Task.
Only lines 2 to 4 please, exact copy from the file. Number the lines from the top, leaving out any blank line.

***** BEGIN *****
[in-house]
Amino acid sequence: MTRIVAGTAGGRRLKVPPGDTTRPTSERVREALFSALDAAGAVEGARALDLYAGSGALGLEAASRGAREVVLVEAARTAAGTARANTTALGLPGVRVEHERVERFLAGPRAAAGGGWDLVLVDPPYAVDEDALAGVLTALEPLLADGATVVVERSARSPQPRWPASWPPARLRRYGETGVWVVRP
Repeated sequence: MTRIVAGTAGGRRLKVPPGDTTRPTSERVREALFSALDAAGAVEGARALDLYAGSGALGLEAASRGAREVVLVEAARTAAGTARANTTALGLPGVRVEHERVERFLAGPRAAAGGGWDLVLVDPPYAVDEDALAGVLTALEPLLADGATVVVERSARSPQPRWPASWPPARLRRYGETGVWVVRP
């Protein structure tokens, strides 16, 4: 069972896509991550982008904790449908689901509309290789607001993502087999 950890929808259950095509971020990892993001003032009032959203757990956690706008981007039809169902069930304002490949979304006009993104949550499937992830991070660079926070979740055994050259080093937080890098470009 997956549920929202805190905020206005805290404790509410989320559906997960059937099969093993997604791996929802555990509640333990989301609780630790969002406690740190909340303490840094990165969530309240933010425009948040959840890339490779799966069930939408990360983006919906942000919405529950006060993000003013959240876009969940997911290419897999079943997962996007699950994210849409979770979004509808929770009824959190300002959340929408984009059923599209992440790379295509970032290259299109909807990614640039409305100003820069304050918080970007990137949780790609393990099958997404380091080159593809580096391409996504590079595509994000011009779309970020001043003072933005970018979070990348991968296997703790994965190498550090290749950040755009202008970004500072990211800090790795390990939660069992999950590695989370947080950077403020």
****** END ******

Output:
Amino acid sequence: MTRIVAGTAGGRRLKVPPGDTTRPTSERVREALFSALDAAGAVEGARALDLYAGSGALGLEAASRGAREVVLVEAARTAAGTARANTTALGLPGVRVEHERVERFLAGPRAAAGGGWDLVLVDPPYAVDEDALAGVLTALEPLLADGATVVVERSARSPQPRWPASWPPARLRRYGETGVWVVRP
Repeated sequence: MTRIVAGTAGGRRLKVPPGDTTRPTSERVREALFSALDAAGAVEGARALDLYAGSGALGLEAASRGAREVVLVEAARTAAGTARANTTALGLPGVRVEHERVERFLAGPRAAAGGGWDLVLVDPPYAVDEDALAGVLTALEPLLADGATVVVERSARSPQPRWPASWPPARLRRYGETGVWVVRP
């Protein structure tokens, strides 16, 4: 069972896509991550982008904790449908689901509309290789607001993502087999 950890929808259950095509971020990892993001003032009032959203757990956690706008981007039809169902069930304002490949979304006009993104949550499937992830991070660079926070979740055994050259080093937080890098470009 997956549920929202805190905020206005805290404790509410989320559906997960059937099969093993997604791996929802555990509640333990989301609780630790969002406690740190909340303490840094990165969530309240933010425009948040959840890339490779799966069930939408990360983006919906942000919405529950006060993000003013959240876009969940997911290419897999079943997962996007699950994210849409979770979004509808929770009824959190300002959340929408984009059923599209992440790379295509970032290259299109909807990614640039409305100003820069304050918080970007990137949780790609393990099958997404380091080159593809580096391409996504590079595509994000011009779309970020001043003072933005970018979070990348991968296997703790994965190498550090290749950040755009202008970004500072990211800090790795390990939660069992999950590695989370947080950077403020």